So I’m pretty bloody relieved.
Harper is toilet training. Like, on her own. Without prompting. She is initiating sitting on the toilet, and is doing both poos and wees. In the toilet.
I’ll say it again.
In the toilet.
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If you don’t have kids, then this might not mean anything to you, but for those who do – poos and wees in the toilet is like your best friend.
And it’s a relief for a myriad of reasons, some of which are pretty darned obvious. But the main one? That I specialise in paediatric continence. It’s a medical area in which I’m meant to have a particular skill set. And, until recently, my three year old has resisted all of the tricks that I have gathered, over years, to try on all of my patients.
You know when you feel like a fraud in your own job? We’ve all had the experience. Anyone who says they haven’t is lying to themselves, or others, or both. Hopefully, the longer you’re in a job, the less this feeling creeps in, but it still does, from time to time. And it doesn’t matter that I’ve been talking about wees and poos for over a decade. It doesn’t matter that – having first heard about the poo party five years ago, from my mentor Michael Harari – that I can draw it, in any colour combination, and elicit cheers of joy as I enrol other kids in the process. It doesn’t matter that I know about incentivising sitting time, and the names of all of the best books, and about doll play, and scheduled sitting on the toilet.
If your own kid refuses to sit on the toilet, and you run the continence service, you feel like a bit of a dick.
Someone much smarter than me once said: “There are three things you can’t make a child do – sleep, eat and toilet train. All you can do is facilitate this process.” I don’t know who it was, and – as occurs increasingly these days – perhaps that person was me. But it’s true. You can’t easily deposit food in the gastric antrum, you can’t induce stage 4 sleep in a restless toddler, and while you can lead a child to toilet water, you can’t make her wee.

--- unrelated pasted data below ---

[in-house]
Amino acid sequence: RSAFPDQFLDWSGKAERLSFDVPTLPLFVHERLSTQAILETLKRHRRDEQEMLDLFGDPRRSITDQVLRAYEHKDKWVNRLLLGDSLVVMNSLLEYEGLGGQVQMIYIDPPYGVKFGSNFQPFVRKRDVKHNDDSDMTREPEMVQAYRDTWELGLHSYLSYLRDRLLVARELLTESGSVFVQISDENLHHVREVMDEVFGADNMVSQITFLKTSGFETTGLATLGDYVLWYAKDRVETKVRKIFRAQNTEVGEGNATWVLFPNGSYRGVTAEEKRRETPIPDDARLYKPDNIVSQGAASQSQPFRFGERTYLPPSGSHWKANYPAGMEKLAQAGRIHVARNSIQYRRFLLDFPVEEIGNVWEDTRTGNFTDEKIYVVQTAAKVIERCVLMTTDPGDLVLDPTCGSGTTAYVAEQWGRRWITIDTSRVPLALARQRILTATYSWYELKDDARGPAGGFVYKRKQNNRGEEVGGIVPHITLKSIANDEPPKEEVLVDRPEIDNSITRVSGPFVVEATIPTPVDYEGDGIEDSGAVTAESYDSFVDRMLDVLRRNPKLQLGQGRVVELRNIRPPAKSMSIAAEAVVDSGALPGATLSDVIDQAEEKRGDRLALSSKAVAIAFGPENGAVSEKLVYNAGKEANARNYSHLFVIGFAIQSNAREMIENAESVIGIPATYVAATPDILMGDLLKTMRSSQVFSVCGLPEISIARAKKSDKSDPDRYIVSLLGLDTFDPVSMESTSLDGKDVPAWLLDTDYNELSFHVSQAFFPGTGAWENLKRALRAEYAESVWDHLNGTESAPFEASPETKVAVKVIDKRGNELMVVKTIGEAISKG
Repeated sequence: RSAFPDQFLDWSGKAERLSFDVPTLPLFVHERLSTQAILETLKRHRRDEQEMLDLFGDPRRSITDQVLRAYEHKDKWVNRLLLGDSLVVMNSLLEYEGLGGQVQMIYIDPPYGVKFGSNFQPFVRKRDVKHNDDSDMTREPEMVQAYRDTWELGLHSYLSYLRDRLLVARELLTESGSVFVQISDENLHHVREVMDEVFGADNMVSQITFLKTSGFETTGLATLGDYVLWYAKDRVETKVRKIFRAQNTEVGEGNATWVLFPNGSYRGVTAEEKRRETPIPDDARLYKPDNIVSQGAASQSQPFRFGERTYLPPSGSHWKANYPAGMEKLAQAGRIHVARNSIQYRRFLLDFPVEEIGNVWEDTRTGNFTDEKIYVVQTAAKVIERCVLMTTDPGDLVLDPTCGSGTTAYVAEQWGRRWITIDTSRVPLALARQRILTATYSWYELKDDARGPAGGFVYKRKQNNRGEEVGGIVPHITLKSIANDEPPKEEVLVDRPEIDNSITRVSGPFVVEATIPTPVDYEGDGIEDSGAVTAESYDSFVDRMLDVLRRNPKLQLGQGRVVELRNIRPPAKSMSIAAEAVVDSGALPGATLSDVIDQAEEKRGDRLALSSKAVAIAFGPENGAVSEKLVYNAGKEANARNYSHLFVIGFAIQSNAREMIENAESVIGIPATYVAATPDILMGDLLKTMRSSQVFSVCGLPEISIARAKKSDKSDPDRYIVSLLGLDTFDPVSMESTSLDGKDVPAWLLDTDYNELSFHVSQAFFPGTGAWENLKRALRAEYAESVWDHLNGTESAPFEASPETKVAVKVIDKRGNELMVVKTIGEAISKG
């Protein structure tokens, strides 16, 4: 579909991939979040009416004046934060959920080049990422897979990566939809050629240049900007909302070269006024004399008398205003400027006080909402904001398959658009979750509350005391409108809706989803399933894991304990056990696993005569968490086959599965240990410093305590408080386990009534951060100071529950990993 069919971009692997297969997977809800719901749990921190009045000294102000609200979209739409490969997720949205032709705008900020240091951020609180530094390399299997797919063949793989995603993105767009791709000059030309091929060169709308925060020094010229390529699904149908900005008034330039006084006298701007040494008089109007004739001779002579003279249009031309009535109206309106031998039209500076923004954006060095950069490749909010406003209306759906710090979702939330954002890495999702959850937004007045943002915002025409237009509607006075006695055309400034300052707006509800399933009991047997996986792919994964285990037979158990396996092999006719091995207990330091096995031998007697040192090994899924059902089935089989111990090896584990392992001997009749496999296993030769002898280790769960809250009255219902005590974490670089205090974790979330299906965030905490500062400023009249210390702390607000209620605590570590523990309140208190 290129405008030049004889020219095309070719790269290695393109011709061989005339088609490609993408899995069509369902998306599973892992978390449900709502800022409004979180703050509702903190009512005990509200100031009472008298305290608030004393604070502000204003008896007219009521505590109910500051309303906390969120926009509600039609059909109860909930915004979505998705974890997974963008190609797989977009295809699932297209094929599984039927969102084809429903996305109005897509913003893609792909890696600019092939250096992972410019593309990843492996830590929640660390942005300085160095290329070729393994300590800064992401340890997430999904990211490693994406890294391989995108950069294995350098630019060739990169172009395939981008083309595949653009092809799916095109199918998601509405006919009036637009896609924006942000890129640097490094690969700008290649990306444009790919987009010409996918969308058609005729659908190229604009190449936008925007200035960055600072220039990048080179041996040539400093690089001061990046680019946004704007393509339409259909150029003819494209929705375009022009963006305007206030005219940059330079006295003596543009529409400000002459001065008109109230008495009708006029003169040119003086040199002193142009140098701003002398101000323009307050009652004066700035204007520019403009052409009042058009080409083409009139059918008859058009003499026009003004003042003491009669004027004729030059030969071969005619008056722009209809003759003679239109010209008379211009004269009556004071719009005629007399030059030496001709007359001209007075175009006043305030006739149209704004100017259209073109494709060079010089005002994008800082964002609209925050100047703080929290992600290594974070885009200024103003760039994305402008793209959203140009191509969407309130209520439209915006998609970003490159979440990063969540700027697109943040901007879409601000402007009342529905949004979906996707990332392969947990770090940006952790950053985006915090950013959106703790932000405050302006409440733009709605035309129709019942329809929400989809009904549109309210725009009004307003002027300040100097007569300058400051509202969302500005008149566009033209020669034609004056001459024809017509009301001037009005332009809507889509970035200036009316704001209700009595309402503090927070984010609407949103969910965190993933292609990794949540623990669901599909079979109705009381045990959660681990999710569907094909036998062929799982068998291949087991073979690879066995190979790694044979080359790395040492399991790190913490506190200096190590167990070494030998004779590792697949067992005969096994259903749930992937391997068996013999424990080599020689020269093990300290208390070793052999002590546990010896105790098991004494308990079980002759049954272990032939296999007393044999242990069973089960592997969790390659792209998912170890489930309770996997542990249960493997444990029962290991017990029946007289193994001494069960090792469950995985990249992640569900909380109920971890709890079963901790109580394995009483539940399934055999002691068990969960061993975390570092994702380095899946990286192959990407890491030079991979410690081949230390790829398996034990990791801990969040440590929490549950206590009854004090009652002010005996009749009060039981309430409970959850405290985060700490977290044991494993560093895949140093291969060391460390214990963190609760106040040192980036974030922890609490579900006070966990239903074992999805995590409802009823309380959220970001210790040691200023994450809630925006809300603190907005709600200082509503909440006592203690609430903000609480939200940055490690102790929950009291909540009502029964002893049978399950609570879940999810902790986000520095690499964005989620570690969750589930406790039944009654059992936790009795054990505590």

So I pretended to play it cool. I ordered about twenty books that mentioned wee and poo, and brought them into the night time routine. I started sticker charts. I bought bright bots and themed undies. I got engaged in any mention of poos and wees, a potentially endless set of conversations. WI acted like a robot when there were accidents, but equally tried not to make nappy changes into a formula one pit stop. And I drew the poo party.
Not interested, Dad.
Meantime, at work, I would see fully toilet trained two-year-old children. And I know that’s early, but every two year old was doing it to me – in a clear conspiracy. Meantime, as my own precocious daughter marched toward three-and-a-half, advanced in all other areas, she had absolutely no interest in the toilet. In the back of my head I knew the stats from the fifties, where toilet training began at several months of age. I had medical stats that I didn’t really want embedded in my cortex about worsened bladder control the longer kids were left in nappies. And I know, I know – I absolutely know – from day to day experience that pushing this kind of thing only serves to undermine it, but that doesn’t serve the nagging thoughts.
So what did I do? Maybe we eased back a bit – I’m really not sure. But things just started to click. All I know, is that that ‘Frozen’ undies are heaven sent. And so are toddler-sized toilets at daycare. And so is peer pressure. And books, and words, and wow, I think kids are pretty cool too.
The answer? I still don’t really know. And I guess that’s the wonderful, beguiling joy of being a parent. That in the heads of these beautiful, frustrating, enchanting children, you can never truly know what makes them tick.
And it just reinforces this: the concept that parents are ever in control of their children is true insanity. They control us from the day they are born.
You’ve just gotta make it look like you know what you’re doing.
Just like at work.
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What has worked for you? Have you had a similar experience?
If you are looking for a great resource, the wonderful people at the Continence Foundation of Victoria have created a brilliant handout on just this issue please click here for their fantastic step-by-step resource, ‘One Step at a Time‘, and the app here.
Find this and much more over at the Resource Page.